DAMAST - Dams and Seismicity

Stress and Pressure Compilation

WP A.1, A.3, B.1, B.3, B.5

Stress and Pore Pressure Monitoring


Figure 1: If the effective stresses are reduced by an increase
in pore pressure (ΔPp ) the Mohr Circle can reach the
failure envelope and faults can be reactivated. Here a 2D
display of stresses is used.

To identify the dominant processes of induced seismicity around high dams, we use a simple mechanical model based on a Mohr-Coulomb approach, which combines the failure theory of Coulomb with Mohr´s hypothesis and Mohr´s description of the state of stress using the so-called Mohr circles.

 

Activities & Preliminary Results:

  1. Referencing of map information (different geodetic datum) to enable merging of information
  2. Identification of Fault structures from geological maps and in the field (May 2019, October 2019)
  3. Based on the Map studies and results from the field trip the drilling locations for the 2 deep wells have been identified
  4. Stress field investigations: To understand the modifications of the stress field due to the building and operation of the Enguri Dam and the Jvari reservoir, we compiled information about the stress field of the region before the impoundment of the reservoir.

 


Figure 2: Stress profile at the Khudoni dam
area including data from Rummel & Baumgärtner
1985 for DFG Project RU225-4 and assumptions
for the vertical stress gradient and the pore
pressure gradient.

One source for the regional stress magnitude information are results from a hydraulic fracturing measurement campaign in the vicinity of the planned (but never completed) Khudoni dam in 1985 (Rummel & Baumgärtner, 1985). With hydraulic fracturing the minimum stress component can be determined. The following figures shows the depth profiles for effective stresses in two shallow boreholes according to the results of Rummel & Baumgärtner and under the assumption of a vertical stress gradient of 26 MPa/km and a pore pressure gradient of 9.81 MPa/km.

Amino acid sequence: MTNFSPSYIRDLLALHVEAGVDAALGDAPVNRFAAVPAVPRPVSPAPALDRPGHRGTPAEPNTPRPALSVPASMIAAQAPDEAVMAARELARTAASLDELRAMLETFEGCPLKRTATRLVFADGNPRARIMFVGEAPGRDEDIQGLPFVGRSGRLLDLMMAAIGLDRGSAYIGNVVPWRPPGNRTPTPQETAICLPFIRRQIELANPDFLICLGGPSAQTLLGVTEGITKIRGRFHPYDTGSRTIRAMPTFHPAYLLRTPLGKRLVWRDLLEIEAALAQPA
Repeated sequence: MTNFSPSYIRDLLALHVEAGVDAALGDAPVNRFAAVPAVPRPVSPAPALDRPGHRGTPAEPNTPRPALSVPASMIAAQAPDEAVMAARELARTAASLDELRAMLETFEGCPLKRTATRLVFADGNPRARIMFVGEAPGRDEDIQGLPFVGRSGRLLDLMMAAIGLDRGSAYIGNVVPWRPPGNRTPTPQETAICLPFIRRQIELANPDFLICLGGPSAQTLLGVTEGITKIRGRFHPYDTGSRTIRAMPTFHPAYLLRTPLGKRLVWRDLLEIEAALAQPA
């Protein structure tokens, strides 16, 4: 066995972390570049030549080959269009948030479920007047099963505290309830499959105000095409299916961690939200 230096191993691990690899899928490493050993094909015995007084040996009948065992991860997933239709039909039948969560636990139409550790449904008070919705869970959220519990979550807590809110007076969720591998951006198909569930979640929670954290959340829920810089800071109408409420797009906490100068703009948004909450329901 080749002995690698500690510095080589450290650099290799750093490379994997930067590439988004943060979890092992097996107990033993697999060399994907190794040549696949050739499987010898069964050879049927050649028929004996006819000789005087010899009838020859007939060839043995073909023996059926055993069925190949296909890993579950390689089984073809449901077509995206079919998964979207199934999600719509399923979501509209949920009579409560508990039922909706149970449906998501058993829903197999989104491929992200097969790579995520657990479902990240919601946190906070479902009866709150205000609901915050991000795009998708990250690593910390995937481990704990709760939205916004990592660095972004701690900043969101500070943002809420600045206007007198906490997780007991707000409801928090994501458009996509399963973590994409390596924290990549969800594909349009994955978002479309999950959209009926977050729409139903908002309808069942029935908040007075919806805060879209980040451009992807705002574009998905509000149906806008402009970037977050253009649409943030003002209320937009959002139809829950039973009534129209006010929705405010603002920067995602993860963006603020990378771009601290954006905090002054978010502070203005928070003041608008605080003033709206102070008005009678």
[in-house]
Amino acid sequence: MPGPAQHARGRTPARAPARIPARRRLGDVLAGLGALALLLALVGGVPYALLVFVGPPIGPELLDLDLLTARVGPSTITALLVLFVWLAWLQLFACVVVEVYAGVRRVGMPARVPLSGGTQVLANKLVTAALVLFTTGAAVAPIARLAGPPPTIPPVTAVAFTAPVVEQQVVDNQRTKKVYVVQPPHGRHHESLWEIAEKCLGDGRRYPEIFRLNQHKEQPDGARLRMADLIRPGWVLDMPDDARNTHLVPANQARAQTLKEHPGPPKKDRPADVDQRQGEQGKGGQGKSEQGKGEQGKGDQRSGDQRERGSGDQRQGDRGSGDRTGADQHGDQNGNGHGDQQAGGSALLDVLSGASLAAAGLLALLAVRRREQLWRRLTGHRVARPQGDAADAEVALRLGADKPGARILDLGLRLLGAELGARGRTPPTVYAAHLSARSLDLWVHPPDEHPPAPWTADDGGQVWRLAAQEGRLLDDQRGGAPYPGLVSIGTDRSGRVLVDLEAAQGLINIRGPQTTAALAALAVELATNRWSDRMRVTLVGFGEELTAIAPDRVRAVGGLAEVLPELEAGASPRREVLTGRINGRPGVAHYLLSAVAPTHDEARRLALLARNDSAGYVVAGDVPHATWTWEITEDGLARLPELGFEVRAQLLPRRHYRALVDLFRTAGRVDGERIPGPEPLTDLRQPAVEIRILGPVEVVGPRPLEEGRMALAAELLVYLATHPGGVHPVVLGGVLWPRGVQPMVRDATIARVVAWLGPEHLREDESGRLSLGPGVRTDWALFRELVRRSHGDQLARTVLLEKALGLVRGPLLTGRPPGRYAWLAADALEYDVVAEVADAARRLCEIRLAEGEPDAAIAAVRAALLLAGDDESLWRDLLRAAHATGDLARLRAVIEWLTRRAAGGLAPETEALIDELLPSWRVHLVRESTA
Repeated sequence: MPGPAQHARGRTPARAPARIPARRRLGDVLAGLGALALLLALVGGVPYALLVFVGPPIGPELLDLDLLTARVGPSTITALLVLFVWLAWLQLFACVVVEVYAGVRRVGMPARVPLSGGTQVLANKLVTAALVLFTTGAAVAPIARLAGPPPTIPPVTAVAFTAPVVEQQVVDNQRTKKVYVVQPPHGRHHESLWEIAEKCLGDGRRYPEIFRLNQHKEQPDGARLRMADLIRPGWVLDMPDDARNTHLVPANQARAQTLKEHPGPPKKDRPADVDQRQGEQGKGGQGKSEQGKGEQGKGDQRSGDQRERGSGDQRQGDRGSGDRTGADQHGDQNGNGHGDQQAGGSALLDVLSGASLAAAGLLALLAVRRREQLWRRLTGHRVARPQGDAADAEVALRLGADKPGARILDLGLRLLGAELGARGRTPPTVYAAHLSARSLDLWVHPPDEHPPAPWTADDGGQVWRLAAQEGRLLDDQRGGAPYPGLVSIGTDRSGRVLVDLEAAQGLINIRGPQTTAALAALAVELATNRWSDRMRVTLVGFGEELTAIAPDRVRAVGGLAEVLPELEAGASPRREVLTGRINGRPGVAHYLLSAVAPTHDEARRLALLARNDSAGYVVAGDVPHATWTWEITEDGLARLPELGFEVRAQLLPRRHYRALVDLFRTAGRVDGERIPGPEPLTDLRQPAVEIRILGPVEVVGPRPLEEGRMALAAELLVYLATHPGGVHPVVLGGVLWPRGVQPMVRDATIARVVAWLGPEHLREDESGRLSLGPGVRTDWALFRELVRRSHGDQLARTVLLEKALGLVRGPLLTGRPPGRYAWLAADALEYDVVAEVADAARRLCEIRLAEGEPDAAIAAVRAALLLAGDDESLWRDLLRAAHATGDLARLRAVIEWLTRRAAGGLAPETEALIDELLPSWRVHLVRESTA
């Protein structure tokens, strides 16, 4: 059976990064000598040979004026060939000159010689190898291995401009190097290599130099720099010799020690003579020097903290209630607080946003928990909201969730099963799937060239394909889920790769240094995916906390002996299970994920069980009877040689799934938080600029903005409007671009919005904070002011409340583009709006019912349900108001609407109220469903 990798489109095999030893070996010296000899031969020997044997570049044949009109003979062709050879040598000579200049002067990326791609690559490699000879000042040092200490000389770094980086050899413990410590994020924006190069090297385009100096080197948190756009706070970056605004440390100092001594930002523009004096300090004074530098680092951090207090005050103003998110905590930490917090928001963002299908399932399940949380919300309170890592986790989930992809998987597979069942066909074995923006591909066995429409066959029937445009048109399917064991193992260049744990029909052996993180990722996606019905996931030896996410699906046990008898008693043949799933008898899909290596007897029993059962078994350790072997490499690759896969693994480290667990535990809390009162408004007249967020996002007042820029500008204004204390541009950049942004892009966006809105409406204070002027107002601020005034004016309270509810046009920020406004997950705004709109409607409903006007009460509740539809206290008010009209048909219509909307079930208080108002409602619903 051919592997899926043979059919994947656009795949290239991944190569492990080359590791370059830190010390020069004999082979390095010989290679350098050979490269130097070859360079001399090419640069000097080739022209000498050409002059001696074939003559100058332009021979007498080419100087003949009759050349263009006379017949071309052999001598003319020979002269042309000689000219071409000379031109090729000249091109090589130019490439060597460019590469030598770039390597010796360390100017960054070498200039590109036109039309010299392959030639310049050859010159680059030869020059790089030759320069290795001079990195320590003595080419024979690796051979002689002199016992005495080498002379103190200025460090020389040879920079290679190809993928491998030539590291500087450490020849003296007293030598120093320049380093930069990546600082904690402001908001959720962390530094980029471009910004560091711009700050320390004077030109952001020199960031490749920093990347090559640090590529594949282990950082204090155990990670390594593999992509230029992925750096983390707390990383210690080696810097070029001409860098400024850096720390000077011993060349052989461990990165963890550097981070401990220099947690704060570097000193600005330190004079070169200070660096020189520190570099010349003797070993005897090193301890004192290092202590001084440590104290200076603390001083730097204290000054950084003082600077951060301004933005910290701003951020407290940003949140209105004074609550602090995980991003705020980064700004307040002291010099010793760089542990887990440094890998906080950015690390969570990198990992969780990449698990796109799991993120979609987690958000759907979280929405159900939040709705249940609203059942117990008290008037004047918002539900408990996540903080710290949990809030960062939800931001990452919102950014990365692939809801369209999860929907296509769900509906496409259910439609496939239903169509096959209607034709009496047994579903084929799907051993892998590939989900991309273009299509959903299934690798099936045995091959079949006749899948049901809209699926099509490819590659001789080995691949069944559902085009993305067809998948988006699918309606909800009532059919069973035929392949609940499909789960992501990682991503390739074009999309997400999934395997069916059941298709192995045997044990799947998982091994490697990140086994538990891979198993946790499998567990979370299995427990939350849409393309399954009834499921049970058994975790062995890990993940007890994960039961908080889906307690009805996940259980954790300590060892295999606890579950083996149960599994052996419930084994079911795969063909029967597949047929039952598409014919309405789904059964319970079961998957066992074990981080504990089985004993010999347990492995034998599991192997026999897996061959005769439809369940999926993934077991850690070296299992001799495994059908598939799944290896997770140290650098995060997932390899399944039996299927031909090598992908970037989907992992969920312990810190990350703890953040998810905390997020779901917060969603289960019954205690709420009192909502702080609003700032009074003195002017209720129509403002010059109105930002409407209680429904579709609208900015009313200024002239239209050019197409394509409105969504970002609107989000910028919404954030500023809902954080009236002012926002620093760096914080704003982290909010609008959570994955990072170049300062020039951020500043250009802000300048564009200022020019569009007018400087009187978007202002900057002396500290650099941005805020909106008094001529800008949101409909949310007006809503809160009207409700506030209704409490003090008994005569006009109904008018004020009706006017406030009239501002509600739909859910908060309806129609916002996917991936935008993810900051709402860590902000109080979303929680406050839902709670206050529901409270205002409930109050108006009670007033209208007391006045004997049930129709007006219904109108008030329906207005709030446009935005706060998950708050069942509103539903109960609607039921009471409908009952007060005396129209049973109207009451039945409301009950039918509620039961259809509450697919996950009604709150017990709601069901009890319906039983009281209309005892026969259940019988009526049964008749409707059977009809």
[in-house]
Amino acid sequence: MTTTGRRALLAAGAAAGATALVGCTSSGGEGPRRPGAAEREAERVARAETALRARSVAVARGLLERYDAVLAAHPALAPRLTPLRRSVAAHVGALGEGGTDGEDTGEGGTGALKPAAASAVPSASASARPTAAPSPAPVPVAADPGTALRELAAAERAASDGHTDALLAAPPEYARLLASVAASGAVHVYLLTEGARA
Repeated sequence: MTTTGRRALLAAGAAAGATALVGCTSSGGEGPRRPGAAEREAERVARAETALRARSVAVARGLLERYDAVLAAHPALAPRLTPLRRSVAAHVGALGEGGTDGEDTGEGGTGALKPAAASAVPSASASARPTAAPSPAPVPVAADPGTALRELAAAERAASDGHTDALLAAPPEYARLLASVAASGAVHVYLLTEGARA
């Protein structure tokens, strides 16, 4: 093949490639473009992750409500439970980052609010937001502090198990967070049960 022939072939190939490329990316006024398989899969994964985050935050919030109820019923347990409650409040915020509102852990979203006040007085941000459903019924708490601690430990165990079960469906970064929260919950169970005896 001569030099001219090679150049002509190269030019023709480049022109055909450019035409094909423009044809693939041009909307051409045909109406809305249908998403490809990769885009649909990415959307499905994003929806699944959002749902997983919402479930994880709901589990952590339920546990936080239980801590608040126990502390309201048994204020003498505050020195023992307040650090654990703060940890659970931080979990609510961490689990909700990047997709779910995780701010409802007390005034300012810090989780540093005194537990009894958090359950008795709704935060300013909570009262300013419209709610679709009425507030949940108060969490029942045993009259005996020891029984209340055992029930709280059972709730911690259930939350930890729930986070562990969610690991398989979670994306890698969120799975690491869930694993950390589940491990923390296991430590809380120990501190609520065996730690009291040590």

Effective Stress profile with depth for the wells in the Khudoni region based on Rummel & Baumgärtner 1985 and under the assumption of a vertical stress gradient of 26 MPa/km and a hydrostatic pore pressure gradient.

Furthermore, in 1991 hydraulic fracturing stress measurements have been performed in the Tyrnauz deep borehole. The Tyrnauz borehole is a km deep well northeast of the Enguri area at a distance of ca. 60 km. thus, the stress field and was designed as a geothermal well as test well for municipal heating. It is located in granitic rock. There is not much to be found in non-russian literature besides a report by Kruger (1992) summarizing two Russian reports. The stress information from the Tyrnauz well results from hydraulic fracturing within the depth interval of 3721 to 3830 m. Thereby, the well was deviating by 25° from vertical and the hole azimuth is N 25°E. The flow rate for the first test interval was 0.4 m³/min.

In the Tyrnauz well on 24-25 February 1991 a hydraulic fracturing experiment has been performed. These tests had to stop soon due to failure of borehole infrastructure. The results of the first experiments show, that in a depth of ca. 3.7km the minimum horizontal stress is at 81 to 82 MPa. The vertical stress is 96 MPa and the hydrostatic pore pressure at 35.2 MPa.

 

Stress orientations: can be derived from focal mechanisms in the area as compiled in Tibaldi et al. (2019) and the World Stress Map (www.world-stress-map.org). These data indicate that the maximum horizontal stress SH is oriented N155-N160° E to N-S.

 


The in-situ stress data from hydraulic fracturing experiments are at a distance of ca. 25 km (Khudoni-site) and ca. 100 km (Tyrnauz-site) available.